Thatcher laid waste to industrial Britain. As I pointed out earlier, she cut manufacturing output by 30% by 1983 and even today you can visit towns in the Welsh Valleys, the North of England and Scotland that are wastelands where dead-eyed residents eke out a brutal existence. She, more than anyone, gave birth to the desperate situations that the population of these empty towns find themselves in. The destruction of the mining villages, the wasting of manufacturing towns and the devastation of what were vibrant, confident and happy communities can all be laid fairly and squarely at the door of Thatcher. She replaced them with yuppies and deregulated financial services that had their inevitable boom and bust at the tail end of the first decade of the twenty-first century. The trillions of pounds that have been poured down these financial drains would have funded the NHS for twenty years, the entire education budget for forty years and the total job seekers allowance budget for five hundred years.

Margaret Thatcher conducted class warfare. That is the only way to describe it. It was brutal, primitive and depraved. She destroyed the lives of millions, while enhancing those at the very top of the tree. We are still suffering the massive increases of inequality under Thatcher: in the 1980s the gulf between the top and bottom 20% widened by a full 60%. It is to Labour’s eternal shame that they embraced this and failed to reverse it. It is true to say that there were only minor fluctuations in this gap under Major, Brown and Blair, but they did very little to reduce it significantly. BUT it was Thatcher who created it.

This is Thatcher’s true legacy: inequality, devastated communities, mass unemployment, higher taxation for the poor, the destruction of manufacturing and mass social unrest. If we allow Cameron and Osborne to emulate her, then more fool us, and welcome to serfdom.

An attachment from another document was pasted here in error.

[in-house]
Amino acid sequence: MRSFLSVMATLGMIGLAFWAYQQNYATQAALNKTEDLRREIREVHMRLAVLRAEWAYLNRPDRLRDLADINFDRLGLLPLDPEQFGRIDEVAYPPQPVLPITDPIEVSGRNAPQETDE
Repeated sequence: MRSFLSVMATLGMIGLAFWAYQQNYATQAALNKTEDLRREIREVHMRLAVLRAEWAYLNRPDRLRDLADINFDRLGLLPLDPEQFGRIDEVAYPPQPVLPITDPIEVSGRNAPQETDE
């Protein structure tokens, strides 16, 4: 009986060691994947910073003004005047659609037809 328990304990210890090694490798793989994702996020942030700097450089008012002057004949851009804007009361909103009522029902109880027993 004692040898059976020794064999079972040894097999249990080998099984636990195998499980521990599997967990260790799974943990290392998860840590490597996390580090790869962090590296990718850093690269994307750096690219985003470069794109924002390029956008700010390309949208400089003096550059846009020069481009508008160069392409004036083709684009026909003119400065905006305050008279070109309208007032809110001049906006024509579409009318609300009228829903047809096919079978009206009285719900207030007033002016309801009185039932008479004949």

P.S. I’m already fed up to the back teeth with the sycophancy. Give it a rest BBC.

PPS: Never forget: She was responsible for introducing section 28

One thought on “Are there parallels between Thatcher and Cameron?

  1. Mike Mckay says:

    Its kind of like the rich held a grudge against the poor for “daring” to have the audacity to want a non leaky roof over their heads and enough food to eat and then having the cheek to want a reasonable standard of living for a weeks work

    But revenge being a dish best served cold the dynasties waited, and waited and nudged the country to a place where they could pull the rug out from under those greedy peasants who didnt know their place and leave them without support, homes or food like it was 100 or more years ago when the rich had the perfect society (for them)

    So now, 100 or so years later we are rapidly heading back to that point where employers will be able to pay people so little comparatively that they will be almost in indentured slavery having nothing left after paying rent, electric, gas, food and water

    And once again the majority wont be allowed to do much more than scrape out an existence whilst the rich have endlessly increasing incomes

    But although this may have been initially a tory thing when there were SOME ideals still left in politics nowadays all major parties get huge donations from large companies, millionaires and billionaires which have to be repaid in kind if elected

    So it doesnt matter which party wins an election because theyre already bought and paid for way before anyone has cast a vote and their owners and themselves are the ONLY peoples interests they will be looking out for. The rest of you can starve, die, kill yourselves or just work until you drop as its irrelevant to them, as irrelevant as your views, concerns and needs

    Serves you right for being too lazy to become a millionaire I suppose……